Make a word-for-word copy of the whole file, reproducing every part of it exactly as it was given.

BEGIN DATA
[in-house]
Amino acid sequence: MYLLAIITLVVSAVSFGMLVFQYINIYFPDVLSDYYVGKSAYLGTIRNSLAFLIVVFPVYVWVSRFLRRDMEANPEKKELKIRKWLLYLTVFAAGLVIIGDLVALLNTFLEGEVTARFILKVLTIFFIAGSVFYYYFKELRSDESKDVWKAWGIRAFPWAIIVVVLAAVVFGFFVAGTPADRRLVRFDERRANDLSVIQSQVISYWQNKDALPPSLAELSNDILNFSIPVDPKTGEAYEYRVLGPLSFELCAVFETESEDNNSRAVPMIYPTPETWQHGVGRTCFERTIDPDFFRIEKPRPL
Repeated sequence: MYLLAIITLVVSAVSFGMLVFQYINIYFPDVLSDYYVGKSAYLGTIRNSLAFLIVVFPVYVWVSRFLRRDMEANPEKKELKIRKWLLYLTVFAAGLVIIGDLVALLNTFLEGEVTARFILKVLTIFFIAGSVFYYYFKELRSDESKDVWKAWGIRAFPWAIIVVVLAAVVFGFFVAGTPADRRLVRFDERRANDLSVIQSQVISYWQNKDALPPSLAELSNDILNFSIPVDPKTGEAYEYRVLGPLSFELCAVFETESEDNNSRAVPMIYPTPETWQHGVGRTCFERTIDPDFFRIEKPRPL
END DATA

[in-house]
Amino acid sequence: MYLLAIITLVVSAVSFGMLVFQYINIYFPDVLSDYYVGKSAYLGTIRNSLAFLIVVFPVYVWVSRFLRRDMEANPEKKELKIRKWLLYLTVFAAGLVIIGDLVALLNTFLEGEVTARFILKVLTIFFIAGSVFYYYFKELRSDESKDVWKAWGIRAFPWAIIVVVLAAVVFGFFVAGTPADRRLVRFDERRANDLSVIQSQVISYWQNKDALPPSLAELSNDILNFSIPVDPKTGEAYEYRVLGPLSFELCAVFETESEDNNSRAVPMIYPTPETWQHGVGRTCFERTIDPDFFRIEKPRPL
Repeated sequence: MYLLAIITLVVSAVSFGMLVFQYINIYFPDVLSDYYVGKSAYLGTIRNSLAFLIVVFPVYVWVSRFLRRDMEANPEKKELKIRKWLLYLTVFAAGLVIIGDLVALLNTFLEGEVTARFILKVLTIFFIAGSVFYYYFKELRSDESKDVWKAWGIRAFPWAIIVVVLAAVVFGFFVAGTPADRRLVRFDERRANDLSVIQSQVISYWQNKDALPPSLAELSNDILNFSIPVDPKTGEAYEYRVLGPLSFELCAVFETESEDNNSRAVPMIYPTPETWQHGVGRTCFERTIDPDFFRIEKPRPL